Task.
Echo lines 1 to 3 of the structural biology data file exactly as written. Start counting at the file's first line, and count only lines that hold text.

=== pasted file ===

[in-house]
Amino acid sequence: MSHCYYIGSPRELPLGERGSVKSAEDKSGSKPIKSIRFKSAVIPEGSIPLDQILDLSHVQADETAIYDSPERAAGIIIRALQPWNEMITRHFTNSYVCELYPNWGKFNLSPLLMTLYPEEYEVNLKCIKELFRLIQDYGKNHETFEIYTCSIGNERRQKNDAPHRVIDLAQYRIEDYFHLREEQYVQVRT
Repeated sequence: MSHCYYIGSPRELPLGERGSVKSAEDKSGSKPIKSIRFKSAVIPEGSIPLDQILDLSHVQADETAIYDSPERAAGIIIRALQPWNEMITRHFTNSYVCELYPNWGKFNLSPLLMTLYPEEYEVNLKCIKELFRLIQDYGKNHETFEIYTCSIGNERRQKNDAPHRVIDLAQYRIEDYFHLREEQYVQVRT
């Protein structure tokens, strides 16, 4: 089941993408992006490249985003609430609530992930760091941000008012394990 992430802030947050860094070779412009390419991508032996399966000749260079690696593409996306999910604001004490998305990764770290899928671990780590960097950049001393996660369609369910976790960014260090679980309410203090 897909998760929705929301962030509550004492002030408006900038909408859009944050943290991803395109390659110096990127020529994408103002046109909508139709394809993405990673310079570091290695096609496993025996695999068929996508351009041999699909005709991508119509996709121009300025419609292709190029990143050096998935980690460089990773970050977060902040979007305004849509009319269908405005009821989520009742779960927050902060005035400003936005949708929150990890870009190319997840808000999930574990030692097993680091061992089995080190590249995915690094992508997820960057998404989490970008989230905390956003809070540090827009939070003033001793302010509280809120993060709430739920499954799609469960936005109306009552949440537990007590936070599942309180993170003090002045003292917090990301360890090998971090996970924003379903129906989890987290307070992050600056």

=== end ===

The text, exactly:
[in-house]
Amino acid sequence: MSHCYYIGSPRELPLGERGSVKSAEDKSGSKPIKSIRFKSAVIPEGSIPLDQILDLSHVQADETAIYDSPERAAGIIIRALQPWNEMITRHFTNSYVCELYPNWGKFNLSPLLMTLYPEEYEVNLKCIKELFRLIQDYGKNHETFEIYTCSIGNERRQKNDAPHRVIDLAQYRIEDYFHLREEQYVQVRT
Repeated sequence: MSHCYYIGSPRELPLGERGSVKSAEDKSGSKPIKSIRFKSAVIPEGSIPLDQILDLSHVQADETAIYDSPERAAGIIIRALQPWNEMITRHFTNSYVCELYPNWGKFNLSPLLMTLYPEEYEVNLKCIKELFRLIQDYGKNHETFEIYTCSIGNERRQKNDAPHRVIDLAQYRIEDYFHLREEQYVQVRT